Blackdown Tableland National Park

To fill up on National Park goodness before we head into the dry bleak interior, we headed to Blackdown Tableland National Park, a short 134 km hop from Mt Hay. A completely unremarkable trip unless you include passing through the township of Dingo, bad jokes aside, it would be a unique address to have. The road up to the plateau was 8km of unrelenting 10% plus gradient. Steep, very curvy and NOT recommended for caravans, yes yes, we’ve seen all this before. It was not a problem, although (nerd alert here) I was watching my exhaust gas temperature gauge climb to over 550 degrees! Poor old Betsy was working hard getting five and a half tons up the mountain. It turned out that going down two days later was far more perilous and nerve wracking as the car brakes started to fade, even with the big diesel in second and sometimes first gear! Luckily there was nothing larger than a brush turkey to avoid on the way down.

Mock Mock lookout Blackdown Tableland NP B&W

Mook Mook lookout, just a short walk from camp.

Arriving by lunch, we were able to squeeze in a short walk to some rock art. Just some hand prints, and after Kakadu, disappointing. Dinner was pork burritos, James’ second favourite dinner, why? Because the next day was his eighth birthday! He had a written plan prepared for how he wanted his big day to pan out, including cuddles in bed, presents, extra extra tablet time, a walk, his favourite dinner (Carbonara), cake and a movie!


A very happy bush birthday boy.


James enjoying his new Lego kit. Sam was very keen to help build it!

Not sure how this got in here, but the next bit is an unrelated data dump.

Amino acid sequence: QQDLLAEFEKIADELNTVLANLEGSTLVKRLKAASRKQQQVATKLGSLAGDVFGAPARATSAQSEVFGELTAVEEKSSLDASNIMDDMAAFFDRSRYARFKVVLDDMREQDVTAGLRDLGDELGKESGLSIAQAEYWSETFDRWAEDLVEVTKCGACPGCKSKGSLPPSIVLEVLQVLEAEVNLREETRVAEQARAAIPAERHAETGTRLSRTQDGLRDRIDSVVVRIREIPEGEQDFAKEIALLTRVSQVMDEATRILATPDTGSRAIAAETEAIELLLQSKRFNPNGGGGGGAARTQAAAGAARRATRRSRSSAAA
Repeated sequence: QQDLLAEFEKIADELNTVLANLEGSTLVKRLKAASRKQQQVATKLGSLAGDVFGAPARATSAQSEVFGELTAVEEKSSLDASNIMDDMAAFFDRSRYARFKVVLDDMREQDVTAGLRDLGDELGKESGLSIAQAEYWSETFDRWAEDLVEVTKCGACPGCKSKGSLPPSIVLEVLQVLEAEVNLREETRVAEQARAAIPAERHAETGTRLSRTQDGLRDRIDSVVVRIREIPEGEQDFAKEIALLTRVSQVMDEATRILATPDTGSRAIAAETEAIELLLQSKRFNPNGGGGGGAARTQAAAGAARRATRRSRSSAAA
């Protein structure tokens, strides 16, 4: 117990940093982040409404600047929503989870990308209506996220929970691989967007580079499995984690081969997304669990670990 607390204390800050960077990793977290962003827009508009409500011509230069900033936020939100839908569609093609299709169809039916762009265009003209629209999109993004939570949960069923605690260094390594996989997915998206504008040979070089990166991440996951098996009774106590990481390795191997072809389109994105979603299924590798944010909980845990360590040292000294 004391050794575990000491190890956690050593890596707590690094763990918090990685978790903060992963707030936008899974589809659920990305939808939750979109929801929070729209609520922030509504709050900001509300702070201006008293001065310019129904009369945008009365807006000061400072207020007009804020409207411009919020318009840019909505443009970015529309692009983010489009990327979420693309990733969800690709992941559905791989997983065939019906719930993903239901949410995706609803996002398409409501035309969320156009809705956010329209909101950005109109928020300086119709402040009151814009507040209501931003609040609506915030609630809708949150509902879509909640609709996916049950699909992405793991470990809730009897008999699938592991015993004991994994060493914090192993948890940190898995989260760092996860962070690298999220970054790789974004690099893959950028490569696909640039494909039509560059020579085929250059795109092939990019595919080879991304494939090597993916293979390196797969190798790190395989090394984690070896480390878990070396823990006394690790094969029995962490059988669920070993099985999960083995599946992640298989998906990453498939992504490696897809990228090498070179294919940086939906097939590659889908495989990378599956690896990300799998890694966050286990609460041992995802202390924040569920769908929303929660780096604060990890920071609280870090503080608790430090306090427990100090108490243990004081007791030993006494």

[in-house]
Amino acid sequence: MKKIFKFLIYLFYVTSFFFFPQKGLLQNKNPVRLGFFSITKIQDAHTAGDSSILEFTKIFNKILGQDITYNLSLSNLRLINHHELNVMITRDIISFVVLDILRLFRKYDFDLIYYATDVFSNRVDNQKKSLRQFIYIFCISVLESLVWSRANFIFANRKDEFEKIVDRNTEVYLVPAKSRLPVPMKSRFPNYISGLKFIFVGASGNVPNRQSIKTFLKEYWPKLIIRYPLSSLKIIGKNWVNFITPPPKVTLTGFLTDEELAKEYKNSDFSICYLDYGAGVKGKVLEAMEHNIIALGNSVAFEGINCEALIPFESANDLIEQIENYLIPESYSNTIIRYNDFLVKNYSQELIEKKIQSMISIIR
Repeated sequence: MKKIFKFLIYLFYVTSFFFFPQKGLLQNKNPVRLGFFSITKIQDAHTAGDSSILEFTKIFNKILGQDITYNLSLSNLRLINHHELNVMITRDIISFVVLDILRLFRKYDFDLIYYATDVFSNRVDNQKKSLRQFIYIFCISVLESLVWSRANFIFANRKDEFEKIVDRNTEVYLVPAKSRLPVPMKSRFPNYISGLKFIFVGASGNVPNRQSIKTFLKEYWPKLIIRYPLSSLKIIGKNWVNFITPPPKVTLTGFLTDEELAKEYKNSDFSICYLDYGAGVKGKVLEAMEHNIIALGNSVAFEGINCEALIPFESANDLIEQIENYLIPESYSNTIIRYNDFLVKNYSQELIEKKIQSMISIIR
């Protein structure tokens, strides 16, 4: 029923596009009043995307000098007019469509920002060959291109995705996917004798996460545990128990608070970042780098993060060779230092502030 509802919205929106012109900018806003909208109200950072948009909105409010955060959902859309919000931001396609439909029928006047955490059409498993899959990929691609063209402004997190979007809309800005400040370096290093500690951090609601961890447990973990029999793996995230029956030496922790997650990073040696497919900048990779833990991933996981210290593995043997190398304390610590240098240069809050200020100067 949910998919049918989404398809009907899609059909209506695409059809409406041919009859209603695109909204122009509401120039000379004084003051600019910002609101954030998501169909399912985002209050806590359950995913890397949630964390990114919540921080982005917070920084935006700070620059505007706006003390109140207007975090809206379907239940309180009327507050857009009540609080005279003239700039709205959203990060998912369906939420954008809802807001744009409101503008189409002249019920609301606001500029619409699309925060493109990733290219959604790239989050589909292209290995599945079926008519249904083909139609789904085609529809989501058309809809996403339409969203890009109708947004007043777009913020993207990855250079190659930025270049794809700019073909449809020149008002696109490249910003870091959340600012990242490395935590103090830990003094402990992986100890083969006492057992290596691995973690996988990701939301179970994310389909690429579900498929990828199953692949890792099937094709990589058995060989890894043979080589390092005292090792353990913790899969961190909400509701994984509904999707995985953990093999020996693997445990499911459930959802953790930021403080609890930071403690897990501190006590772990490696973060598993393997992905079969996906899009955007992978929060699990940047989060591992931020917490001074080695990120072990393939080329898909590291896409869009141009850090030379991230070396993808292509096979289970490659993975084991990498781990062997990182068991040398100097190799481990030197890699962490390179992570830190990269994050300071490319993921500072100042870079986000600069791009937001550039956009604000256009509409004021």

He scored snacks and some Lego and can now finally wear his very groovy kangaroo skin hat that we bought back in Kuranda. Hopefully this stays put on his head (his last hat, my old heritage listed scout hat, has been lost and recovered more times than I can count!).


With the boys engrossed in Minecraft, I walked out to Mook Mook, a look out that reveals a magnificent view over the range, complete with that rare remote travelers commodity, reception. Our afternoon walk was to Rainbow Falls, a very pretty droplet waterfall and plunge pool, surrounded by ferns. Apart from dropping my car keys into the water, we all had a great day (thankfully the chipped key and the remote still work).


James enjoyed his day, ending it with a Spiderman movie and a mini-birthday cake (K – the plan was to share the big cake with Pa the next night at Carnarvon). The only downside to eating anything tasty outside was the ever-present threat of currawongs. always gathered en-mass and poised ready to swoop cake from unsuspecting hands.


A beautiful bird call, but the currawongs were always ready to pounce!

Each night we had a camp fire, using seasoned rose wood fence posts brought from Mt Hay. I kept a few of the nicer samples for dad to take home to turn into cheese knives and the like. The wood is incredibly hard and fine-grained. It is so hard it resists termites and almost resists burning. At least the coals for marshmallows were excellent.



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